WiFi Dreaming: App Publishers Amend Privacy Practices

Arlington, VA – October 24, 2019 – The Digital Advertising Accountability Program released the results of two reviews of popular mobile apps that allowed ad tech companies to collect device and behavioral data from their users without first meeting industry privacy standards. Both companies, WiFi Map LLC and Ipnos Software Inc., eagerly adopted the Accountability Program’s recommendations and came into compliance with the Digital Advertising Alliance’s Self-Regulatory Principles.

The BBB National Programs’ Accountability Program examines popular mobile apps for compliance with the DAA Principles, which chiefly focus on providing extra insight into and options about targeted online ads. In the course of its monitoring efforts, the consumer privacy program developed concerns with WiFi Map and Ipnos’s Relax Melodies.

“These app publishers obviously care a lot about their apps, and they want to do the right thing for their users. But in both cases, we noticed that some privacy issues had made it out of development and into production,” said Jon Brescia, VP of the Accountability Program. “Once we got in touch, both Ipnos and WiFi Map really demonstrated that they were highly responsible and user-focused, and they implemented all of our recommendations in record time.”

Don’t Doze on Data Privacy

Ipnos is a Canadian wellness app developer whose products focus on healthful activities like meditation, relaxation, and improving sleep. While examining Ipnos’s app, Relax Melodies, the Accountability Program found ad tech companies collecting unique IDs to facilitate ad targeting. But the app lacked up-front, or “enhanced,” notice of this fact, and its privacy disclosures didn’t explain how consumers could opt out of targeted ads. Consequently, the Accountability Program reached out to Ipnos with questions about its observations.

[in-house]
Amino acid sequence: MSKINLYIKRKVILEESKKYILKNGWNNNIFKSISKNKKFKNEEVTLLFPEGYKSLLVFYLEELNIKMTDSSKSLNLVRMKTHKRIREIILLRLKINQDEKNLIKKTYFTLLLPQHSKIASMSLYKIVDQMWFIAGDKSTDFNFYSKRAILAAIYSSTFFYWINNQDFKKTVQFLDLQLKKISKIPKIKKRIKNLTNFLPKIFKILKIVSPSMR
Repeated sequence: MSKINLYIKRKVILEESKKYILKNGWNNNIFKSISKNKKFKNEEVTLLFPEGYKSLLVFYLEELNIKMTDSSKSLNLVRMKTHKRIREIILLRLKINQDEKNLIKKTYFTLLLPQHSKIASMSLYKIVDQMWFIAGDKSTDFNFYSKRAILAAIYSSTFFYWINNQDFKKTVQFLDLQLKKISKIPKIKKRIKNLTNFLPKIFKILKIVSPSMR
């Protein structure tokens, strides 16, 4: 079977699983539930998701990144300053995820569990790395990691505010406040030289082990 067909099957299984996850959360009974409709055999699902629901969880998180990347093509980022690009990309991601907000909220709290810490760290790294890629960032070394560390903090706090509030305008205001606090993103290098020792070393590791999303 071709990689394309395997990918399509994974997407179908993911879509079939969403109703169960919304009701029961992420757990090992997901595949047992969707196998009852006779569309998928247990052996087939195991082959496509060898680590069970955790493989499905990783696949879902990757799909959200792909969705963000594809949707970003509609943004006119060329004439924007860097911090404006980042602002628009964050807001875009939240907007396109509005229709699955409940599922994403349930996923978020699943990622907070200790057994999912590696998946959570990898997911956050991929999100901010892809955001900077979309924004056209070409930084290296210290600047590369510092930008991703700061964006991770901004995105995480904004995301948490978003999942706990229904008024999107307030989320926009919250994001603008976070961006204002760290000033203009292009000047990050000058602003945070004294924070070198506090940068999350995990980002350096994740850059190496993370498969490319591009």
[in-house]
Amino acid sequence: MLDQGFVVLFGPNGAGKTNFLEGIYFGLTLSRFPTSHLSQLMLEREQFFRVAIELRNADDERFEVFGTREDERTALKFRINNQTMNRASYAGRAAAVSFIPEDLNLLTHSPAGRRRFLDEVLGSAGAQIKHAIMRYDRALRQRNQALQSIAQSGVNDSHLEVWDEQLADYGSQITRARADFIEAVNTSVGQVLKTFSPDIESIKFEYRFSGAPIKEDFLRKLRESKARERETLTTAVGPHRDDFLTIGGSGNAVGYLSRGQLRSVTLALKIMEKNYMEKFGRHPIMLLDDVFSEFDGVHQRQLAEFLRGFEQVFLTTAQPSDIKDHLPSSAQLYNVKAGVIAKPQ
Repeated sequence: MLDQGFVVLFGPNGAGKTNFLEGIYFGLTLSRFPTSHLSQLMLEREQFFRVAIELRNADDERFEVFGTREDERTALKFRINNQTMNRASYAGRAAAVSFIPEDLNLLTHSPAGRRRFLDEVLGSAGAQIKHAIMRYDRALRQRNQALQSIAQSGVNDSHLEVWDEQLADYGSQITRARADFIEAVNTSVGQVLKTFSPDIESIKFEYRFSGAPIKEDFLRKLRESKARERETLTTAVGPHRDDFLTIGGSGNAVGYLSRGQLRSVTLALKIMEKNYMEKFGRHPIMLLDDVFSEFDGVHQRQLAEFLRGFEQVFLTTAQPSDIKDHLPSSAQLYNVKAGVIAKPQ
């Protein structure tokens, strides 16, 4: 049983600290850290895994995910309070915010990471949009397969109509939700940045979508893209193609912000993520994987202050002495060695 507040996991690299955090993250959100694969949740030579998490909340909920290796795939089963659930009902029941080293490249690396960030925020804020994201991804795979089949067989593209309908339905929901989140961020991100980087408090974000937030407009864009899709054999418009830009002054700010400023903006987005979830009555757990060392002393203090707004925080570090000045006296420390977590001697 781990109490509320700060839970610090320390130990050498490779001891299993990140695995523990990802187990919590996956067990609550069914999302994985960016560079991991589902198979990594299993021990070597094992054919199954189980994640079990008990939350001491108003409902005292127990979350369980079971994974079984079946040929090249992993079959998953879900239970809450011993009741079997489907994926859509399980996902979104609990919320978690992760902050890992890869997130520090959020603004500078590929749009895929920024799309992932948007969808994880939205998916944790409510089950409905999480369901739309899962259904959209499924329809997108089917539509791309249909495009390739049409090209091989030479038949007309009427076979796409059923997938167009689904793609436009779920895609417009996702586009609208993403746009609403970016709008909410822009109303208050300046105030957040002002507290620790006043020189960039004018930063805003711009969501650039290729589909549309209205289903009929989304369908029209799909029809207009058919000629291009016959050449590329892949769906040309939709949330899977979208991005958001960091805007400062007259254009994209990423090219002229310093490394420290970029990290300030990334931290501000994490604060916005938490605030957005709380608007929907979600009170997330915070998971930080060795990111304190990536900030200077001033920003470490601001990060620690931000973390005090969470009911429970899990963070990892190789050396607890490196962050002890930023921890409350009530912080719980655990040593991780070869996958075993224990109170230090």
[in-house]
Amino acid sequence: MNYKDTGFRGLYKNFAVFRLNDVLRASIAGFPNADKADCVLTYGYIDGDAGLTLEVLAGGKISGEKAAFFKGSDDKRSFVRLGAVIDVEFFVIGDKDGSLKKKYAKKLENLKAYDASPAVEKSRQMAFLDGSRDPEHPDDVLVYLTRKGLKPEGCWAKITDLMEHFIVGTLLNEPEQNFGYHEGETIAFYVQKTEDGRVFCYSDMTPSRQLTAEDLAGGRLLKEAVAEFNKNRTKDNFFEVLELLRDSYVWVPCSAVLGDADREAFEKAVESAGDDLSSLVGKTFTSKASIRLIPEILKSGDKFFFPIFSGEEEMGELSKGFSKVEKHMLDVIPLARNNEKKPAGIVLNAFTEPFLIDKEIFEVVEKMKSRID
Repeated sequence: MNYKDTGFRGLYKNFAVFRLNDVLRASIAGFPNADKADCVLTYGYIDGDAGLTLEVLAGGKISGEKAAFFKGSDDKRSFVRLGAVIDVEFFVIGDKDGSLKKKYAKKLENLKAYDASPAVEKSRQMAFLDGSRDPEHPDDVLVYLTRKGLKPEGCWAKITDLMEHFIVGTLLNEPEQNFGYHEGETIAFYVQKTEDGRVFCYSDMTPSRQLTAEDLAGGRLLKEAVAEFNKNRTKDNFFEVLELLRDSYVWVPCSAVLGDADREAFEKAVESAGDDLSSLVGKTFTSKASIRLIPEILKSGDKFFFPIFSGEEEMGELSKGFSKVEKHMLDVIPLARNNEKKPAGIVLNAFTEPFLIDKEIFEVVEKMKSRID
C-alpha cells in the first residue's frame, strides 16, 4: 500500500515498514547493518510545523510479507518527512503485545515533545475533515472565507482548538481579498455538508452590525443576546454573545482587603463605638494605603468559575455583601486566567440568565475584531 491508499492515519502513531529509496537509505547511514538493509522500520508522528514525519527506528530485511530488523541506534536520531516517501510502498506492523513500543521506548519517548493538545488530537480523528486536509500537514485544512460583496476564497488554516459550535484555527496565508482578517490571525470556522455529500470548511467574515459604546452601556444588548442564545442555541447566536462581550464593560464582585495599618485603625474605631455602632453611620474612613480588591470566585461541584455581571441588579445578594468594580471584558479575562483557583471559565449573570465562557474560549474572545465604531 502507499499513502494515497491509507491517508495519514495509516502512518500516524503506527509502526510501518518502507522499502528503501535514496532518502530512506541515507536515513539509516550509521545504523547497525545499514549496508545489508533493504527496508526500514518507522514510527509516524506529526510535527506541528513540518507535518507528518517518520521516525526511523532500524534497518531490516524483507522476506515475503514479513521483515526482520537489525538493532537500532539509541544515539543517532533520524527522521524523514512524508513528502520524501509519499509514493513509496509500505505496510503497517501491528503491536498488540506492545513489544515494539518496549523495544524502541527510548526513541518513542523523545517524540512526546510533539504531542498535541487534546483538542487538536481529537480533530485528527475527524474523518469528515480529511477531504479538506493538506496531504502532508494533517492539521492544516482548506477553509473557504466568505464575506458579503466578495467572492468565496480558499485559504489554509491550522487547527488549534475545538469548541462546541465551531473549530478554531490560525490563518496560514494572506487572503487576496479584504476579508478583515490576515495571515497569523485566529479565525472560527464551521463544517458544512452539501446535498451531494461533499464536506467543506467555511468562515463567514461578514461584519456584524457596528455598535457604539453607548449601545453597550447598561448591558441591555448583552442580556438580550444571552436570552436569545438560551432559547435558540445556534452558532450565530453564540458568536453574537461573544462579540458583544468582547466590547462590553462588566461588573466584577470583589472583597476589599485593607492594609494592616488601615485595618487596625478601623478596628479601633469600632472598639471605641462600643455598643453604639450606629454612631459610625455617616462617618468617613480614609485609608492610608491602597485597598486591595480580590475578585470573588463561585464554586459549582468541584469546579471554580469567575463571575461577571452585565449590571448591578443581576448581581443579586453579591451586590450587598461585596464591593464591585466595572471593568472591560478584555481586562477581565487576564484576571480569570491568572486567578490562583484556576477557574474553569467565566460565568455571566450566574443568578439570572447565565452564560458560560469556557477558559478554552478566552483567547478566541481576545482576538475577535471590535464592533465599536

Once contacted, Ipnos acknowledged the Accountability Program’s test results and immediately committed to full compliance with the DAA Principles. The company updated its privacy policy to include an enhanced notice jump link and an opt-out tool, all accessible from the privacy links in its app store listings and app settings menus. Now, users of Ipnos’s apps have knowledge about targeted advertising that occurs as a result of their app usage.

Ipnos’s case demonstrates the global interoperability of the DAA Principles, expressed in this instance by a Canadian company—subject to Canadian privacy laws—adopting the best practices embodied in this code. This is further proof that the core concepts of transparency and choice can be applied to across national barriers, adapting to the new regulatory contours presented by each jurisdiction.

Maps & Legends

Today’s second case concerns the mobile hotspot crowdsourcing app WiFi Map, produced by a company of the same name. The Accountability Program discovered online ad companies collecting device IDs and extremely precise geospatial coordinates through the app. The app did the responsible thing and asked for users to provide consent for the collection of the location data, but the disclosure never mentioned that third parties might get the data for ad purposes. WiFi Map’s privacy disclosures also did not describe an easy-to-use mobile opt-tool, and the company did not provide any enhanced notice links for IBA or location data collection. After learning of these issues, WiFi Map quickly worked with the Accountability Program to remedy them by:

  • Updating its privacy policy to include an enhanced notice jump link that takes users to information about IBA
  • Updating its notices to provide consumer opt-out tools
  • Engineering a patch to its mobile app to provide users with robust up-front disclosures, specifically including ad partners’ use of location data for IBA
  • Adding a statement of adherence to the DAA Principles to its privacy policy

These changes more than eliminated the Accountability Program’s concerns and brought WiFi Map into full compliance with the DAA Principles.

If the Accountability Program’s 107 prior actions weren’t enough of an indication, today’s cases—the 14th so far this year—demonstrate that this privacy enforcer is always combing the internet for compliance concerns.

Companies would do well to review their privacy policies and practices—particularly around sensitive data like location—and to reach out to the Accountability Program before it contacts you.